As Bond girls go, Honey Ryder was the original, and one of the best. She was brought to life by the always beautiful Ursula Andress, who went on to become a 60s sex symbol and fantasy of men the world over. With that said, sure she’s unarguably hot, but whether she can act is an entirely different question. Perhaps the role of Susan Stevenson can provide us some insight.
Hot? Yes. Actress? Maybe.
As the wife of missing anthropologist Henry Stevenson, Susan has traveled with her brother Arthur to the jungles ofNew Guinea, supposedly, to find him. Upon arrival, she learns that her husband was most likely captured by cannibals and taken to a sacred mountain. Teaming up with Professor Edward Foster, played by a young Stacy Keach, the search begins.
Veering from the straight-ahead line of most cannibal stories, this film gets points for attempting some plot twists. Other kudos are certainly due for some full frontal from Ursula Andress and a slew of images that clearly inspired Deodato.
After establishing the half-hearted premise of the missing husband, the band of rescuers forges ahead into the jungle. While slowly wandering through the brush does little to advance the less than stellar plot, it does teach us a few things. Firstly, Susan’s brother, Arthur, is a complete douche. Secondly, every cannibal film needs lots of animal on animal violence cut sequences.
Once Arthur manages to run off the local jungle guides, the only thing left to do is wait. And, what do you know? The obligatory “jungle man” shows up, in the form of Manolo, to lead us on. It’s never clear why Manolo is wandering the jungle, but he arrives just in time to save Susan from a blood-thirsty native. Yet another example of convenience in storytelling.
With Manolo’s help, the group makes their way to a small mission where we learn of Edward’s ulterior motives. He was once captured by the cannibals and forced to eat human flesh. As a result, he is hell-bent on the destruction of all cannibals. While that may be an admirable goal, surviving Arthur’s doucheyness should be his first concern.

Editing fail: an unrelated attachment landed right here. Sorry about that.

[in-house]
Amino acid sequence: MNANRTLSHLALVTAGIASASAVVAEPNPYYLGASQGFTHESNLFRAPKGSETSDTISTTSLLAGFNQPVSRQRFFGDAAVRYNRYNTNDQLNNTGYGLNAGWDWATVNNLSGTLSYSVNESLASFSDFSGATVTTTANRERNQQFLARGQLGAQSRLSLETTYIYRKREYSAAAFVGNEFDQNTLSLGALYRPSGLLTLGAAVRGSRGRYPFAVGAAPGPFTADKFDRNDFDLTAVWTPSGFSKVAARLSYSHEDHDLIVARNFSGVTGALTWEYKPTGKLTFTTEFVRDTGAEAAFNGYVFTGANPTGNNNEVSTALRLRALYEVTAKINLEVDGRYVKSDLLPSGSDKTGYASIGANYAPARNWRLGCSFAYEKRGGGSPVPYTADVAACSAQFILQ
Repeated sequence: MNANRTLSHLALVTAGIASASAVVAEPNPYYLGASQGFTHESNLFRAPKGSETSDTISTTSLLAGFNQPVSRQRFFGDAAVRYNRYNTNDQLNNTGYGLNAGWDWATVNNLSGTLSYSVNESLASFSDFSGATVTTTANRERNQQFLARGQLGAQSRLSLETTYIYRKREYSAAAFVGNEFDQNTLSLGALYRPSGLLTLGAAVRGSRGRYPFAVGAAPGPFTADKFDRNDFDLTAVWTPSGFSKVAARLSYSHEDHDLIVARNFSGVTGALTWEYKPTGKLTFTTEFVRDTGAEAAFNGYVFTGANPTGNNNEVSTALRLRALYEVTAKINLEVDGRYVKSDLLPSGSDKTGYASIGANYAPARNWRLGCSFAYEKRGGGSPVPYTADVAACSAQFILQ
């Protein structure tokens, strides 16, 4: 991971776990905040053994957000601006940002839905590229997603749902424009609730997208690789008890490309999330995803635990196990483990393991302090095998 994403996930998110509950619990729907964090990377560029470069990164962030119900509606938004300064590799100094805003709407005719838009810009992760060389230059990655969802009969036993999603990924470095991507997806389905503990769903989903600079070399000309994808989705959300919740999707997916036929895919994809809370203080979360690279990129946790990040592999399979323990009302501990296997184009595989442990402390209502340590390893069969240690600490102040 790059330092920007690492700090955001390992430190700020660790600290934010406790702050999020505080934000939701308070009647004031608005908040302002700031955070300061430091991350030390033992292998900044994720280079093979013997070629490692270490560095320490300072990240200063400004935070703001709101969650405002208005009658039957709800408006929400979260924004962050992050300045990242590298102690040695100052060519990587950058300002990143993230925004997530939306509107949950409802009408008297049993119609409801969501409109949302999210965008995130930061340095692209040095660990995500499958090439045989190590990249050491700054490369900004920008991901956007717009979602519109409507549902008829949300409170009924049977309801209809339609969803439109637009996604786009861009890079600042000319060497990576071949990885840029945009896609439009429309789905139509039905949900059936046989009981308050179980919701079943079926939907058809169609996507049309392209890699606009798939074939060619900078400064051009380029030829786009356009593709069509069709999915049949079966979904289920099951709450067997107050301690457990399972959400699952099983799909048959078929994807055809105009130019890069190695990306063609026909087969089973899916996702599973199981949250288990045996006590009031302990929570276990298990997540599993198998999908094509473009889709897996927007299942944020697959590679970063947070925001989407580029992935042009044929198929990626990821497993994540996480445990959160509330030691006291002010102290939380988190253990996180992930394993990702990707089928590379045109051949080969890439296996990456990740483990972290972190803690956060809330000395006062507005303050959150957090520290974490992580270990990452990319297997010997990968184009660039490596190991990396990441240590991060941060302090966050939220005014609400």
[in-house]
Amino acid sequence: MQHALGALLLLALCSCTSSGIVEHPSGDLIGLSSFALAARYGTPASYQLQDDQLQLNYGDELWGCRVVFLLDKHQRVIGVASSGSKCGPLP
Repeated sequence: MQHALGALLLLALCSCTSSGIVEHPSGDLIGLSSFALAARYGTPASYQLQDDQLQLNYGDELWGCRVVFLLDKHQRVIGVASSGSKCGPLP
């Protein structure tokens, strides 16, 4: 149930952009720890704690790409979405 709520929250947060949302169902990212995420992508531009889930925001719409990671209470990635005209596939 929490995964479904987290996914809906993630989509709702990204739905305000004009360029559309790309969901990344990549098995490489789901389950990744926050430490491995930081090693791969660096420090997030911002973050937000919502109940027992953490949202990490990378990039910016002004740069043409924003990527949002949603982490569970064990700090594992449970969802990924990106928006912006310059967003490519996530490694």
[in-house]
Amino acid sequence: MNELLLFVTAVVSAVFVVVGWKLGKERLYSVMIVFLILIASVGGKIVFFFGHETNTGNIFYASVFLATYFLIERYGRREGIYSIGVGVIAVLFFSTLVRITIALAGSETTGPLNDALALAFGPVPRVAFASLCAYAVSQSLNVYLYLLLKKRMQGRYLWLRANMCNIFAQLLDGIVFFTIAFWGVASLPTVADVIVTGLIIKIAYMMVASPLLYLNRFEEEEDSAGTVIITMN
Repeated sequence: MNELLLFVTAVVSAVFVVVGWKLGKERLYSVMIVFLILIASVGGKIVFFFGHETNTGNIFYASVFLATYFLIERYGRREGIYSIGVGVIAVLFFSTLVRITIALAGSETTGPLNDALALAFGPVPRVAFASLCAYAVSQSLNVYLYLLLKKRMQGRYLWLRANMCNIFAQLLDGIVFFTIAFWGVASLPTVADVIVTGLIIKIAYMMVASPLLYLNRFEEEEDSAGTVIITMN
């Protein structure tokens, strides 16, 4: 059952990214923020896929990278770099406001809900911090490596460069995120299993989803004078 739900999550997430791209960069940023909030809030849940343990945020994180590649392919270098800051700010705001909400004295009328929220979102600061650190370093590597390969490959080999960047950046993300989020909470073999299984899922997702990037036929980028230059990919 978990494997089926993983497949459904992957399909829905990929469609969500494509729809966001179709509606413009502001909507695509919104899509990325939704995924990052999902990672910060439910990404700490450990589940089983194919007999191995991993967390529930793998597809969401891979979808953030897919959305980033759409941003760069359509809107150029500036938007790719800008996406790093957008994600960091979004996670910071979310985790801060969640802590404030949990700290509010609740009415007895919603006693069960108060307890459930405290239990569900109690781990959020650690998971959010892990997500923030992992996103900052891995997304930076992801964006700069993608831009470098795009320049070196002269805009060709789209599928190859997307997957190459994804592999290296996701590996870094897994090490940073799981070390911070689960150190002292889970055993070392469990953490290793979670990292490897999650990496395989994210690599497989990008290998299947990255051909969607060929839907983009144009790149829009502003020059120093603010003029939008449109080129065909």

The second act drags on, laboriously. The cast dwindles and we get to our attempt at a plot twist. Susan hates her husband and is seeking to strike it rich mining Uranium. Impressive as that may sound, it is, in fact, ludicrous. It’s not even remotely believable that she could recognize Uranium with her own team of scientists pointing at it, in her own hand.
The bad acting continues and they actually find the Uranium, but whoops it’s protected by cannibals and they’re on the menu… except for Susan whom the cannibals believe to be a goddess because of an old photograph belonging to her husband. Yep, cannibals are dumb.
The rituals undertaken by the cannibals once our heroes are captured is actually the only really interesting bit in the film. Laced with images that defy films distributed today, there are some crazy shenanigans happening here. One native is furiously humping away on a pig while a cannibal girl loves herself up, quite graphically. And, just for good measure, they have a midget cannibal.
All of that is well and good, but does nothing to offset the boredom brought on by this half-assed attempt at schlock cinema. The third act brings us more cannibal feasts and a pathetic ending that leads us to believe that the cannibals aren’t even tough. Come on, they eat people! No one should be able to escape them! Just look at those masks, they should be fierce! Oh well, at least it’s over.
If you need to watch a boring, average cannibal film and can’t find a Playboy from 1965 to see Ursula Andress naked, or you’re the rare Stacy Keach completist, you should watch this film. Otherwise, better cannibal films are easy to find and much more satisfying.
Bonus Drinking Game
Take a Drink: for every time an animal eats another
Take a Drink: for every ridiculous cannibal mask
Drink a Shot: when you see the midget cannibal